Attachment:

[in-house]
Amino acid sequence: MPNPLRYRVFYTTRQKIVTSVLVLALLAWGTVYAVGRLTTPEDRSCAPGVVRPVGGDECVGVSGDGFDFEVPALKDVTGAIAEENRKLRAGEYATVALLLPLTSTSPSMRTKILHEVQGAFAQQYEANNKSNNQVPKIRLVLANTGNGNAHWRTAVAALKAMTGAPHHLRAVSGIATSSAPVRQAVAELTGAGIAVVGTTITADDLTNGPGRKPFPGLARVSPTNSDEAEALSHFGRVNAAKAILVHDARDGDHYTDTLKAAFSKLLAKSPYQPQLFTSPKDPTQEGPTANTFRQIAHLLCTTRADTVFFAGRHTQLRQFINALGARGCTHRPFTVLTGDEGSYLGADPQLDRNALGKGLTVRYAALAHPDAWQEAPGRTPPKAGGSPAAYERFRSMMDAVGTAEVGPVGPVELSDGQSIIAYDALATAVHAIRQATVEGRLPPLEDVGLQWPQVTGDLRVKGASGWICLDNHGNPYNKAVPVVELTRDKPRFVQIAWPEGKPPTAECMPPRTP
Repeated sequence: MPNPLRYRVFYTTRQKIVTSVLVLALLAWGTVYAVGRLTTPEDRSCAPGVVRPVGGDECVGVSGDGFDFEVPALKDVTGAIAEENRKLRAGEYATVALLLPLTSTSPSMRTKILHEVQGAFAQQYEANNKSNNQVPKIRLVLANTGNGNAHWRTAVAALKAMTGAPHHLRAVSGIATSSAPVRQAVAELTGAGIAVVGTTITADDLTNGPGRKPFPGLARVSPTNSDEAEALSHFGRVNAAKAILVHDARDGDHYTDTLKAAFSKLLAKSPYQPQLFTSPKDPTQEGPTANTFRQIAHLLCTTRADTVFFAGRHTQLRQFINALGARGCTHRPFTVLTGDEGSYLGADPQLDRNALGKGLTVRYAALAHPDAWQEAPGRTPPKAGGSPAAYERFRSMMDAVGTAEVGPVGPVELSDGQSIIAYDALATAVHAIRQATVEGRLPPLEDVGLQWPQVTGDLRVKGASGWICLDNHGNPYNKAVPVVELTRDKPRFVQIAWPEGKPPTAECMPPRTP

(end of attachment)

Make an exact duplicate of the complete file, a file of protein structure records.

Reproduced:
[in-house]
Amino acid sequence: MPNPLRYRVFYTTRQKIVTSVLVLALLAWGTVYAVGRLTTPEDRSCAPGVVRPVGGDECVGVSGDGFDFEVPALKDVTGAIAEENRKLRAGEYATVALLLPLTSTSPSMRTKILHEVQGAFAQQYEANNKSNNQVPKIRLVLANTGNGNAHWRTAVAALKAMTGAPHHLRAVSGIATSSAPVRQAVAELTGAGIAVVGTTITADDLTNGPGRKPFPGLARVSPTNSDEAEALSHFGRVNAAKAILVHDARDGDHYTDTLKAAFSKLLAKSPYQPQLFTSPKDPTQEGPTANTFRQIAHLLCTTRADTVFFAGRHTQLRQFINALGARGCTHRPFTVLTGDEGSYLGADPQLDRNALGKGLTVRYAALAHPDAWQEAPGRTPPKAGGSPAAYERFRSMMDAVGTAEVGPVGPVELSDGQSIIAYDALATAVHAIRQATVEGRLPPLEDVGLQWPQVTGDLRVKGASGWICLDNHGNPYNKAVPVVELTRDKPRFVQIAWPEGKPPTAECMPPRTP
Repeated sequence: MPNPLRYRVFYTTRQKIVTSVLVLALLAWGTVYAVGRLTTPEDRSCAPGVVRPVGGDECVGVSGDGFDFEVPALKDVTGAIAEENRKLRAGEYATVALLLPLTSTSPSMRTKILHEVQGAFAQQYEANNKSNNQVPKIRLVLANTGNGNAHWRTAVAALKAMTGAPHHLRAVSGIATSSAPVRQAVAELTGAGIAVVGTTITADDLTNGPGRKPFPGLARVSPTNSDEAEALSHFGRVNAAKAILVHDARDGDHYTDTLKAAFSKLLAKSPYQPQLFTSPKDPTQEGPTANTFRQIAHLLCTTRADTVFFAGRHTQLRQFINALGARGCTHRPFTVLTGDEGSYLGADPQLDRNALGKGLTVRYAALAHPDAWQEAPGRTPPKAGGSPAAYERFRSMMDAVGTAEVGPVGPVELSDGQSIIAYDALATAVHAIRQATVEGRLPPLEDVGLQWPQVTGDLRVKGASGWICLDNHGNPYNKAVPVVELTRDKPRFVQIAWPEGKPPTAECMPPRTP